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The writers here at the Washington Monthly do our best to bring you interesting and insightful analysis of current events. At the least, we hope you can use our content to seem smarter at dinner parties or (for a few of you, hopefully) to make a convincing case in the halls of power. But we also aim to provide a public service, whether it be in our long-form journalism or our annual college guide and rankings. To the best of my ability, I tend to do more of the former than the latter.

This morning, though, I’m going to skip the pithy analysis in favor of a much more important basic public service announcement:

Please. Stay. Home.

Stay home like your life and the lives of your loved ones depend on it. Because they do.

Right-wing propaganda is inundating the country with messages designed to boost big business’s bottom line: Keep living your life as normal, keep shopping, keep flying, keep congregating in public spaces. Don’t do anything that would impact Wall Street, don’t hurt business interests. It’s better to put grandma at risk than corporate profits. And, of course, don’t hurt Trump’s re-election chances by softening the economy. The latest “see no evil, speak no evil” propaganda about a freaking pandemic that most threatens their own voters and viewers is the cherry on top of the public health menace that is the conservative movement.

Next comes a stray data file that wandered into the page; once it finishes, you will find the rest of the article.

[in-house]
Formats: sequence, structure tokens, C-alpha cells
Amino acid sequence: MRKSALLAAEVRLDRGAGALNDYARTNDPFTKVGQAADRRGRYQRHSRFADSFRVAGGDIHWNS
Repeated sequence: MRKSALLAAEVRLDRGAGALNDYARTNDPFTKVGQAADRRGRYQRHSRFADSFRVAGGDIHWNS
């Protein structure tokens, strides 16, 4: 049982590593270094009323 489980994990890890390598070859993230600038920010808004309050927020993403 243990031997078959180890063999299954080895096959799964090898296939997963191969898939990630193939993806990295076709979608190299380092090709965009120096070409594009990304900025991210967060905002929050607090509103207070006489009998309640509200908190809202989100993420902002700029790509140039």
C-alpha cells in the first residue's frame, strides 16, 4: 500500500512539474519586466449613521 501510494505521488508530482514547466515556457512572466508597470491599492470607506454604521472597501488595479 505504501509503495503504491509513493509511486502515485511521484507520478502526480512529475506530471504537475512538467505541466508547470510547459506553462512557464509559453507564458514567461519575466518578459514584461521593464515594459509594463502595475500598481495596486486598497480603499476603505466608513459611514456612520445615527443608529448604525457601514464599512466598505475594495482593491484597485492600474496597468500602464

But reality doesn’t care about propaganda. Contagion does what it does, no matter what Sean Hannity says about it. As I write this, corona virus is spreading across the country at an alarming rate. Because the Trump administration refused to take even the most basic preventive measures, our infection curve parallels that of Italy, one of the countries hardest hit. In its response to the crisis, Senegal looks like one of the most competent countries on the planet. The United States looks like a formerly developed country. Trump is bragging about the country he is failing like a decrepit, unwashed 40-year-old alcoholic still ranting about his high school football glory days, telling anyone who will listen how he’s still the greatest that ever was, even as he drunkenly slips off his barstool.

Meanwhile, New York City officials are admitting that the virus has become endemic throughout the city as residents continue to pack the bars and nightclubs like something out of an Edgar Allen Poe or Stephen King story. We don’t know how bad the problem is because almost no one is being tested, and we’re taking laughably few precautions against exponential spread of the disease.

The United States doesn’t have enough hospital beds or ventilators to cope with the coming crisis. That means exactly what it sounds like: many Americans will very likely soon be gasping out their last breaths without hospital treatment or basic medical care, because our healthcare system will be completely overwhelmed and we won’t have the capacity to treat the sick.